Sophistication about symmetries
Forthcoming in The British Journal for the Philosophy of Science
Suppose that one thinks that certain symmetries of a theory reveal “surplus structure”. What would a formalism without that surplus structure look like? The conventional answer is that it would be a reduced theory: a theory which traffics only in structures invariant under the relevant symmetry. In this paper, I argue that there is a neglected alternative: one can work with a sophisticated version of the theory, in which the symmetries act as isomorphisms.
Forthcoming in Philosophical Studies
This essay is about how the notion of “structure” in ontic structuralism might be made precise. More specifically, my aim is to make precise the idea that the structure of the world is (somehow) given by the relations inhering in the world, in such a way that the relations are ontologically prior to their relata. The central claim is the following: one can do so by giving due attention to the relationships that hold between those relations, by making use of certain notions from algebraic logic.
Forthcoming in Erkenntnis
In the literature over the Ramsey-sentence approach to structural realism, there is often debate over whether structural realists can legitimately restrict the range of the second-order quantifiers, in order to avoid the Newman problem. In this paper, I argue that even if they are allowed to, it won’t help: even if the Ramsey sentence is interpreted using such restricted quantifiers, it is still an implausible candidate to capture a theory’s structural content. To do so, I use the following observation: if a Ramsey sentence did encode a theory’s structural content, then two theories would be structurally equivalent just in case they have logically equivalent Ramsey sentences. I then argue that this criterion for structural equivalence is implausible, even where frame or Henkin semantics are used.
Interpretation and equivalence; or, equivalence and interpretation
Forthcoming in Curiel and Lutz (eds.), The Semantics of Theories
Philosophers of science spend a lot of time “interpreting” scientific theories. In this paper, I try to get a handle on what it is they might be up to. My main contention is that a certain picture of interpretation is widespread (though implicit) in contemporary philosophy of science: a picture according to which interpretation of theories is relevantly analogous to the interpretation of foreign literature. On this picture, which we might call the external account of theory-interpretation, meaning is to be imported into the equations by putting them in correspondence with some discourse whose signs and symbols are already endowed with significance. However, there is an alternative way of thinking about interpretation—what we can call the “internal” account of interpretation—which instead takes interpretation to be a matter of delineating a theory’s internal semantic architecture.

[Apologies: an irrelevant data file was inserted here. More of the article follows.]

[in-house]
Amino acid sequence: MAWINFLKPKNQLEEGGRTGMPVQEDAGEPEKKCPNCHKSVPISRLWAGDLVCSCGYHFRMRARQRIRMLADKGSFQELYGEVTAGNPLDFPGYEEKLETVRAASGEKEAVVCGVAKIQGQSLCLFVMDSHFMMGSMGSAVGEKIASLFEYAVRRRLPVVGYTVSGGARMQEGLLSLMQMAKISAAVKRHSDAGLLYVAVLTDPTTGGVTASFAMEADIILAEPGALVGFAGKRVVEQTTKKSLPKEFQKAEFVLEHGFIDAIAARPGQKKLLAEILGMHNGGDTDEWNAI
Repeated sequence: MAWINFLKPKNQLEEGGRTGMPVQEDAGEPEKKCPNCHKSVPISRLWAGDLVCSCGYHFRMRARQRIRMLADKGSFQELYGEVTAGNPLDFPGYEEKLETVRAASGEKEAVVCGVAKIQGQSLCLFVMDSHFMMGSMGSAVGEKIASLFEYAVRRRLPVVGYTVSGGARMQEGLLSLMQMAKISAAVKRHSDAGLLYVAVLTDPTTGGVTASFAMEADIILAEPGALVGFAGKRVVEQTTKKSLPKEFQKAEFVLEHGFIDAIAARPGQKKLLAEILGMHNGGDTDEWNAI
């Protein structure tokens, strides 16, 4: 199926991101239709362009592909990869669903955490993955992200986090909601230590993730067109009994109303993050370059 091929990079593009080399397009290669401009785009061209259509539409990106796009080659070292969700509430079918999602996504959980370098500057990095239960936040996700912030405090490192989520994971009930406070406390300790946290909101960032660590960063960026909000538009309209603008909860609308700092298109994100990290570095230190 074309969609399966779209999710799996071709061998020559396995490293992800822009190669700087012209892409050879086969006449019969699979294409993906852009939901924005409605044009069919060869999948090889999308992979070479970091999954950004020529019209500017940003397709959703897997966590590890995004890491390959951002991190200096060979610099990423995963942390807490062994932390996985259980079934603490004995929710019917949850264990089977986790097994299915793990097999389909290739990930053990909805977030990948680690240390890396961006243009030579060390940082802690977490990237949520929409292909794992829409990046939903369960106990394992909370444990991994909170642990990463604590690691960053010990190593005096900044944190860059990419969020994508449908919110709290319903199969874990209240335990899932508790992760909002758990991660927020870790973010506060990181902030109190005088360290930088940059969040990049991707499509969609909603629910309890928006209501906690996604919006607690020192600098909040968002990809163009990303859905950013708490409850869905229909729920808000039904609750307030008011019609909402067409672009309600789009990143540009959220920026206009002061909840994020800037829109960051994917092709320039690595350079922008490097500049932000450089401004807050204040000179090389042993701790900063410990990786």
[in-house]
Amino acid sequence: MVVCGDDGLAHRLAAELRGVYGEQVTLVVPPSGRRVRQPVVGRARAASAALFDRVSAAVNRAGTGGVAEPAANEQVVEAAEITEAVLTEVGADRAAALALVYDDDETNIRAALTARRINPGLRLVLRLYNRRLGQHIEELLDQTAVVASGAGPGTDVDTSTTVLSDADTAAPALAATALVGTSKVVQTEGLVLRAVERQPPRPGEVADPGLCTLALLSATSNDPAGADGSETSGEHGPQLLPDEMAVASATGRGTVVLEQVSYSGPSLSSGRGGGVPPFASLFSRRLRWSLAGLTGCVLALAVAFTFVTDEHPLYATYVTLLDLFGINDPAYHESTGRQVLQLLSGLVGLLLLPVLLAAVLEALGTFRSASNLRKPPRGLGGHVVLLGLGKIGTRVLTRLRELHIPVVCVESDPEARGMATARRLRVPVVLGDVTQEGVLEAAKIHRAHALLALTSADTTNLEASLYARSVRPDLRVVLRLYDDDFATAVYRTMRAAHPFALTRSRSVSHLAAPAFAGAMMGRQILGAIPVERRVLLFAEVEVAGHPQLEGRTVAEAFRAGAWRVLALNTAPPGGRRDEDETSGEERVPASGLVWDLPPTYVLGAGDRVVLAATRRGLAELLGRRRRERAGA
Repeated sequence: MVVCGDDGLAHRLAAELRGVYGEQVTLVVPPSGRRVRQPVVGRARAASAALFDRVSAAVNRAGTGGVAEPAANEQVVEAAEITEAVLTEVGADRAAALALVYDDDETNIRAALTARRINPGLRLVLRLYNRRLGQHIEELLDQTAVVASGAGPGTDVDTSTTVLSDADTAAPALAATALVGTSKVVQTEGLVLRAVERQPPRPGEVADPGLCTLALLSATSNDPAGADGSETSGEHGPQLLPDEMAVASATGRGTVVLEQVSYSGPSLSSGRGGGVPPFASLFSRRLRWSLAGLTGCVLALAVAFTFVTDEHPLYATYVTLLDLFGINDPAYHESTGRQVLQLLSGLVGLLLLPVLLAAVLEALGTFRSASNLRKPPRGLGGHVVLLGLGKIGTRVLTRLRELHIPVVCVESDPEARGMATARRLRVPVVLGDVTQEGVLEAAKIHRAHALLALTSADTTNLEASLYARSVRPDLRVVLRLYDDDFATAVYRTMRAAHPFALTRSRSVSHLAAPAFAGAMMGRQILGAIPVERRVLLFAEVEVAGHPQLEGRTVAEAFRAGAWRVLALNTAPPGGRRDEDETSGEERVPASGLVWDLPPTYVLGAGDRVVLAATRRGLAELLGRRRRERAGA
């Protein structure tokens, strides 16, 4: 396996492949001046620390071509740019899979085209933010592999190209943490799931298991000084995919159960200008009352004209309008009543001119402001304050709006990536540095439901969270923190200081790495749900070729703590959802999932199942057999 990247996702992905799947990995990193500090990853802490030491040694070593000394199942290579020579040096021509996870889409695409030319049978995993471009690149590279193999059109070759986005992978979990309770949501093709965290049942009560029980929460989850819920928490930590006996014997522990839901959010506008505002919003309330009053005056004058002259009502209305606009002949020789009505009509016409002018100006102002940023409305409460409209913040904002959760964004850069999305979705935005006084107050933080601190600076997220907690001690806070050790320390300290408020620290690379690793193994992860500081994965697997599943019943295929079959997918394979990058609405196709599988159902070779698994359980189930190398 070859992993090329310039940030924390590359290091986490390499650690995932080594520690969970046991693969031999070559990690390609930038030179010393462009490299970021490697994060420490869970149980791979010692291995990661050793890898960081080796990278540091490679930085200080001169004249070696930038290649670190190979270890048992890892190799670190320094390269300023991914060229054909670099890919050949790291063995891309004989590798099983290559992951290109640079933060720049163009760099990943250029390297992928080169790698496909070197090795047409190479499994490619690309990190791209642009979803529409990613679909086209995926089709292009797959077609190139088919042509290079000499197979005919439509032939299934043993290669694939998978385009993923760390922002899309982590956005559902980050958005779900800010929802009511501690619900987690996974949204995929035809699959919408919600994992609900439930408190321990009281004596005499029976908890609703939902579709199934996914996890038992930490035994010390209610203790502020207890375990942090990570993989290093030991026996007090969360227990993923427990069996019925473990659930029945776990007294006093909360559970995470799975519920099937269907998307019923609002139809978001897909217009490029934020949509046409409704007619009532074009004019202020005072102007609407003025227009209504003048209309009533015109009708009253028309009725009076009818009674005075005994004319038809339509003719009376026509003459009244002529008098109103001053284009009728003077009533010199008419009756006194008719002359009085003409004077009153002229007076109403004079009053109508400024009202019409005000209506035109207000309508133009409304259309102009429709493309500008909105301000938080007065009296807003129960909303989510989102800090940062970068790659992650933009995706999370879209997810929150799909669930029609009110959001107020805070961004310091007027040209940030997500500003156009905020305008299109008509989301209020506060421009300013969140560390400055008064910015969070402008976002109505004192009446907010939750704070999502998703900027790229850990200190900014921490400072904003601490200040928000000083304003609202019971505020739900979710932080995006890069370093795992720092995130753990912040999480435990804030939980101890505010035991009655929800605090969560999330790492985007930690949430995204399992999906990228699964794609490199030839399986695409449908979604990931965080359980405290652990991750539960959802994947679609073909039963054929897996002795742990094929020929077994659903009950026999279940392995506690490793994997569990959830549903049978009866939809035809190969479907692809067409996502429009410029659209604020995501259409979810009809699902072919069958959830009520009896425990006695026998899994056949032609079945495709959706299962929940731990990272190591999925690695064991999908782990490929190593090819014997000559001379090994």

On gravitational energy in Newtonian theories (with Jim Weatherall)
Foundations of Physics 48(5): 558-578
There are well-known problems associated with the idea of (local) gravitational energy in general relativity. We offer a new perspective on those problems by comparison with Newtonian gravitation, and particularly geometrized Newtonian gravitation (i.e., Newton-Cartan theory). We show that there is a natural candidate for the energy density of a Newtonian gravitational field. But we observe that this quantity is gauge dependent, and that it cannot be defined in the geometrized (gauge-free) theory without introducing further structure. We then address a potential response by showing that there is an analogue to the Weyl tensor in geometrized Newtonian gravitation.
On translating between logics
Analysis 78(4): 622-630
In a recent paper, Wigglesworth claims that syntactic criteria of theoretical equivalence are not appropriate for settling questions of equivalence between logical theories, since such criteria judge classical and intuitionistic logic to be equivalent; he concludes that logicians should use semantic criteria instead. However, this is an artefact of the particular syntactic criterion chosen, which is an implausible criterion of theoretical equivalence (even in the non-logical case). Correspondingly, there is nothing to suggest that a more plausible syntactic criterion should not be used to settle questions of equivalence between different logical theories; such a criterion (which may already be found in the literature) is exhibited and shown to judge classical and intuitionistic logic to be inequivalent.
Philosophy of Science 85(2): 249-270
This paper gives an explicit presentation of Newtonian gravitation on the backdrop of Maxwell spacetime, giving a sense in which acceleration is relative in gravitational theory. However, caution is needed: assessing whether this is a robust or interesting sense of the relativity of acceleration depends upon some subtle technical issues, and upon substantive philosophical questions over how to identify the spacetime structure of a theory.
Symmetries and the philosophy of language
Studies in History and Philosophy of Modern Physics, 52, Part B, 317-327.
In this paper, I consider the role of exact symmetries in theories of physics, working throughout with the example of gravitation set in Newtonian spacetime. First, I spend some time setting up a means of thinking about symmetries in this context; second, I consider arguments from the seeming undetectability of absolute velocities to an anti-realism about velocities; and finally, I claim that the structure of the theory licences (and perhaps requires) us to interpret models which differ only with regards to the absolute velocities of objects as depicting the same physical state of affairs. In defending this last claim, I consider how ideas and resources from the philosophy of language may usefully be brought to bear on this topic.